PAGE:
How to Own Land in Kenya

How to Own Land in Kenya

Ownership of Land in Kenya

Games are won by players who focus on the playing field not by those whose eyes are glued to the scoreboard. In case you are thinking of investing in land do not wait, Invest first then wait as land increases in value with time.

Land overall is one of the investments with a lot of benefits. Land can be developed to get you capital. You can construct on it and build commercial structures on the land which will in turn earn you capital. You may also decide to hold the land over a period of time with the fact that land appreciates with time in mind, then resell it at a higher price after that area has been developed more.

In case none of these options appear suitable for you, you can also choose to farm on it and earn returns at the end of the month or year.

Regardless, the land will still generate income for you which all goes hand in hand in explaining why land is the greatest investment on earth.

The greatest investment on earth is earth, a real estate investor, Glickman, once quoted.

The legal procedure

Before you dive in to the purchase of property, consider:

  • The location of the property
  • The land that best suits your interest
  • Your budget
  • The organization or person you are buying land from

Procedures to own land

The Proposed use of the Land

The first step in the land ownership journey is identifying the piece of land that you need depending on the specific use you want the land for.

The main categories of land in Kenya are residential, commercial, industrial, agricultural, or recreational.

You should ensure you make an inquiry at the National Government as well as the County Government on the type of land in question is and if its suitable for the purpose you ant to use it for.

Land Search

After you have identified the land, it is vital for you to conduct a search on the piece of land that you have chosen.

In order to conduct the search, you will be needed to fill a Search Request Form which is obtained at the Lands Registry accompanied by these documents: a copy of the title deed, a copy of your Identification card as well as a copy of the Kenya Revenue Authorities (KRA) pin certificate. The search results will be ready in an average of three days, after the Lands Registration officer fills the form with the details of the status of the Land. This is charged at Ksh. 500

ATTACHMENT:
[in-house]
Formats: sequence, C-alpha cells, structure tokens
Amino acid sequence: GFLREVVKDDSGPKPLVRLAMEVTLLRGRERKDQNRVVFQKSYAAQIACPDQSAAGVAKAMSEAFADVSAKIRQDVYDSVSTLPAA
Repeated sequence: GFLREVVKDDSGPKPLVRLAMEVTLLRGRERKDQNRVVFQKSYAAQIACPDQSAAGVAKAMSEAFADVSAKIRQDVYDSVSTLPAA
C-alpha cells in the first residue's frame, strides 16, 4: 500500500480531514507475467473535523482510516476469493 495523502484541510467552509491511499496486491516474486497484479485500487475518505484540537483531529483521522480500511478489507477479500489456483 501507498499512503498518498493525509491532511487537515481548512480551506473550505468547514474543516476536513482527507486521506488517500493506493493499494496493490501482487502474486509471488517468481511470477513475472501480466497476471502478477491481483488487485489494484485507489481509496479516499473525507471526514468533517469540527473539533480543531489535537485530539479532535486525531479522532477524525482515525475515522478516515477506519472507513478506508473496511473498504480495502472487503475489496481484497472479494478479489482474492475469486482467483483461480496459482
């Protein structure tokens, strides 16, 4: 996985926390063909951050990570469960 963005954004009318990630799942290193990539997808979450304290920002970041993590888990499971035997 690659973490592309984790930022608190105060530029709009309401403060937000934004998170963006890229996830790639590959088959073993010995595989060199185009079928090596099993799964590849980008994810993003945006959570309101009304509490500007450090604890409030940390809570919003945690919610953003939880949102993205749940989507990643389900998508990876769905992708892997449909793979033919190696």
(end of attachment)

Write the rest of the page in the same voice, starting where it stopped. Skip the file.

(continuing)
The search indicates the owner of the particular piece of land and will help in comparing the details on the title with those in the land registry records. It also show whether or not there is a mortgage associated with the property as well as any other relevant entries registered against that land. Land rates must be paid before transfer of land is made

The sale Agreement

This sale agreement is more often drawn by the seller’s lawyer. You should also have your own lawyer to represent your best interest since all applications for land title deeds and land transfer of ownership are done with the help of a lawyer.

The lawyer will assist in signing the agreement. The seller may require you to pay a certain percentage of the purchase price as deposit.

Consent of Land Transfer from The Land Control Board (LCB)

Consent of Land transfer is given by the County Land Control Board (LBD). The Land Control Board comprises of the County Commissioner and area elders. They are responsible for ensuring that all land transfers are transparent. The LCB meet once in a month to deliberate on requests for transfer of land hence the process takes 30 days.

You should ask for approval of transfer of land within 60 days of drawing the agreement.

Stamping of the transfer

You should use the valuation form filled by your seller to apply for valuation by the government valuer. Land valuation for the purpose of transfer was previously done by a government valuer.

You can get a valuer at the Valuation and Land Administration Division of the County Lands office. The new Cabinet Secretary of The Ministry of Lands appointed a list of private valuers who will work hand in hand in assisting the ministry run smoothly. As deploying the help of a government valuer does not incur any cost, if you decide to get services from a private valuer, you should be ready to pay the due cost of his/her services.

The signed transfer forms should be taken to the Ministry of Lands accompanied by:

  • The title deed
  • The sale agreement,
  • Clearance from LCB,
  • Land search documents,
  • Your National ID,
  • KRA Pin certificate,
  • Clearance from the county,
  • Three passport photos.

The change of land ownership will take an average of 2 weeks and a cost of at least Ksh. 5000 will be incurred to process a new title.

The successful completion of these processes will ensure change of ownership and you will be noted as the new owner in the Registry in The Ministry of Lands.

As a final step, you can conduct a land search to make sure that your name is the one registered under that title number.

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